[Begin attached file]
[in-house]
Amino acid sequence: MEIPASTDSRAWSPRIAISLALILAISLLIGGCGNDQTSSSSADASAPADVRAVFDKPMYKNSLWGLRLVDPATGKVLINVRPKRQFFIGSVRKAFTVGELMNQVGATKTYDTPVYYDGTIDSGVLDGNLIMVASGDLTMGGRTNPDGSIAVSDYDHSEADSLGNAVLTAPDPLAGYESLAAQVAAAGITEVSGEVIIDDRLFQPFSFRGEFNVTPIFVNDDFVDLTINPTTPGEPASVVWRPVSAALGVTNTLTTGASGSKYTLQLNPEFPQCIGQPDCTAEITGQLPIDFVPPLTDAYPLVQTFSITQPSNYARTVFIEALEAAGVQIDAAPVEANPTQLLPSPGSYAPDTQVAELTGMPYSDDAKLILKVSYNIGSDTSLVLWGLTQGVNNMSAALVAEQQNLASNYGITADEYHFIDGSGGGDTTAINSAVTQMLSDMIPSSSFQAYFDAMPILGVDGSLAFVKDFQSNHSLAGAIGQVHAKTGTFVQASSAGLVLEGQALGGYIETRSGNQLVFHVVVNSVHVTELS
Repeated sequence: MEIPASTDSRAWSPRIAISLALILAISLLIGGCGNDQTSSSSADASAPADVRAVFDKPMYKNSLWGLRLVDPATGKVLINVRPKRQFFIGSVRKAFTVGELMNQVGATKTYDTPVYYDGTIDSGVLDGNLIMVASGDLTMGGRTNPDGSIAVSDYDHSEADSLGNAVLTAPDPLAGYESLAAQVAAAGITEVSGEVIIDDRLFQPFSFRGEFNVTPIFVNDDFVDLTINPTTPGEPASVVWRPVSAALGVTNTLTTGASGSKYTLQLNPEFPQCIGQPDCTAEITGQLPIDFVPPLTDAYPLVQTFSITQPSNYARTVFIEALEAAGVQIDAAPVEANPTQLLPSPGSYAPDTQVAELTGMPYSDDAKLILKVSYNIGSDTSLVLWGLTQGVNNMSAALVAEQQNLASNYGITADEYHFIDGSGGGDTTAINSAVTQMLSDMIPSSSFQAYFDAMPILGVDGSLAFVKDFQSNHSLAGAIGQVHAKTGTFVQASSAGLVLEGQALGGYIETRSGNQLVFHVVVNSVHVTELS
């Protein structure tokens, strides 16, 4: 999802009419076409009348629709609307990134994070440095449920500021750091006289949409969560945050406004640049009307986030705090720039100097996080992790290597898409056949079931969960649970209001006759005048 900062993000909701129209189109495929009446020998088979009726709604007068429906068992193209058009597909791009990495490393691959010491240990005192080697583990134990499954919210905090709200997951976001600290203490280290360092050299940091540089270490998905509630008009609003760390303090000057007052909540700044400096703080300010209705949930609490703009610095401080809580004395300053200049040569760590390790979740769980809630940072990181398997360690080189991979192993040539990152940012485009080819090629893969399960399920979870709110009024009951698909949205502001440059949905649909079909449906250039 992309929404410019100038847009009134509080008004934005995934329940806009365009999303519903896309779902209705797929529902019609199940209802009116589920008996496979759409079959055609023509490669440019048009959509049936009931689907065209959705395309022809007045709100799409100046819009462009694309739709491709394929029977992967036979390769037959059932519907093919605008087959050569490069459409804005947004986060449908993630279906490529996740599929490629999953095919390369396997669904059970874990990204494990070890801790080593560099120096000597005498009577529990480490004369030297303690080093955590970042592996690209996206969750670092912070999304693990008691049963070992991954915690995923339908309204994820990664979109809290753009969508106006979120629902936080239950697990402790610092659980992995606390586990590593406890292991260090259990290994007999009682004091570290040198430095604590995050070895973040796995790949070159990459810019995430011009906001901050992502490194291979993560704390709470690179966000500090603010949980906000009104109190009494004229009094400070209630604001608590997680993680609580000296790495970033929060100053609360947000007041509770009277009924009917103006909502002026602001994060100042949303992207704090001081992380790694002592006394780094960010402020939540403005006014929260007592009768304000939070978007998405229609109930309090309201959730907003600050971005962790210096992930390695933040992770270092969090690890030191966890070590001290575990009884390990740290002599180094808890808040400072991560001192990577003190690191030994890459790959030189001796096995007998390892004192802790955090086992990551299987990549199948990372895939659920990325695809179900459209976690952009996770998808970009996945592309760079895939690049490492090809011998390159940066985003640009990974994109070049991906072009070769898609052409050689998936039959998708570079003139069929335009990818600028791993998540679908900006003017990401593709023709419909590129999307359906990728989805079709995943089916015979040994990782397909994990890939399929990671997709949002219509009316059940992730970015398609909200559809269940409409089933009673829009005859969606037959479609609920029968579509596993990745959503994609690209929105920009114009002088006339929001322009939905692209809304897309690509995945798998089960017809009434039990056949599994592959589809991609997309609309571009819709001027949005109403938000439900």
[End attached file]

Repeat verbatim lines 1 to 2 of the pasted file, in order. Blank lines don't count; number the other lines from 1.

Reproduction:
[in-house]
Amino acid sequence: MEIPASTDSRAWSPRIAISLALILAISLLIGGCGNDQTSSSSADASAPADVRAVFDKPMYKNSLWGLRLVDPATGKVLINVRPKRQFFIGSVRKAFTVGELMNQVGATKTYDTPVYYDGTIDSGVLDGNLIMVASGDLTMGGRTNPDGSIAVSDYDHSEADSLGNAVLTAPDPLAGYESLAAQVAAAGITEVSGEVIIDDRLFQPFSFRGEFNVTPIFVNDDFVDLTINPTTPGEPASVVWRPVSAALGVTNTLTTGASGSKYTLQLNPEFPQCIGQPDCTAEITGQLPIDFVPPLTDAYPLVQTFSITQPSNYARTVFIEALEAAGVQIDAAPVEANPTQLLPSPGSYAPDTQVAELTGMPYSDDAKLILKVSYNIGSDTSLVLWGLTQGVNNMSAALVAEQQNLASNYGITADEYHFIDGSGGGDTTAINSAVTQMLSDMIPSSSFQAYFDAMPILGVDGSLAFVKDFQSNHSLAGAIGQVHAKTGTFVQASSAGLVLEGQALGGYIETRSGNQLVFHVVVNSVHVTELS